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Cutting commitments can feel painful, but keep in mind how free you’ll feel when they’re gone!

Commitments you love

Finally, there are the commitments that bring you joy. These are commitments that are great for you. When you have a commitment that brings you joy and you couldn’t see yourself being happy without, you should keep it. These commitments help you to cope with negative stressors in life and also help to add positively to your well-being. These commitments should stay on the list. You shouldn’t compromise them – especially not for commitments that you feel obligated to do or that you have been doing for a long time. Perhaps you love leading an employee resource group at work. Maybe you are passionate about running or volunteering at a local community center. Do you love to have dinner with your family each night? If so, make room on your calendar for these commitments and hold them sacred.

This can be hard, however. How many times do we push off something that brings us true satisfaction to do something that we don’t have a passion for? Again, some obligations are unavoidable. But, being realistic about what you can actually cut out – and then actually cutting it – can be liberating. Crowding your schedule with things that you don’t love can keep you from achieving your true potential. Ensuring that you keep doing what you love is motivating and energizing. Don’t lose sight of that.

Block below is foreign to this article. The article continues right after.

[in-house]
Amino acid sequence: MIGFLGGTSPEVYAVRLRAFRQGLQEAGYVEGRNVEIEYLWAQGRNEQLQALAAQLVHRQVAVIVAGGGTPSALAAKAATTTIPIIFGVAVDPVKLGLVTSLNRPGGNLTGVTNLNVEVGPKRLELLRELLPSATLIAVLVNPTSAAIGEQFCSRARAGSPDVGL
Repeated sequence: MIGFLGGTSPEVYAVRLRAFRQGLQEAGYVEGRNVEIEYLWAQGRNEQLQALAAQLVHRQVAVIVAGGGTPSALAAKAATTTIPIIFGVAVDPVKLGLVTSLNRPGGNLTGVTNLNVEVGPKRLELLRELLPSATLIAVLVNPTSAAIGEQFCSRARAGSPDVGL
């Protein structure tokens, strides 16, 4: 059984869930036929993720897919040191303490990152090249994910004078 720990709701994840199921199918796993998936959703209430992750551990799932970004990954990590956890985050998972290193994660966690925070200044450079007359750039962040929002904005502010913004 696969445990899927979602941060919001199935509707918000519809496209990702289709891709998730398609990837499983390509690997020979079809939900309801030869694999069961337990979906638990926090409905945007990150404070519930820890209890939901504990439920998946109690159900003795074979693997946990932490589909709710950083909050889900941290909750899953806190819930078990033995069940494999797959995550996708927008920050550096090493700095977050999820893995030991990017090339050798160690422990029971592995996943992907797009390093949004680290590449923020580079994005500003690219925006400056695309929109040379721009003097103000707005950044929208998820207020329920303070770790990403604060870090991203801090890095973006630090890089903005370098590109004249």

Feeling lighter yet?

So, this Spring, do some work and life cleaning! Make a list of all of your commitments and decide which ones you are involved in because of sunk costs, feelings of obligation, or true joy. Then, try to be realistic about what you can cut. Focus on getting rid of (not keeping) useless commitments. Vow to cut out those commitments (it’s like a band-aid – just pull it off!). Then, decide how you’ll use your newly free time for doing even more of what you love.

Don’t you feel more light and fresh already?? If so, comment with what you vow to cut or keep below. We would love to hear how this process works for you!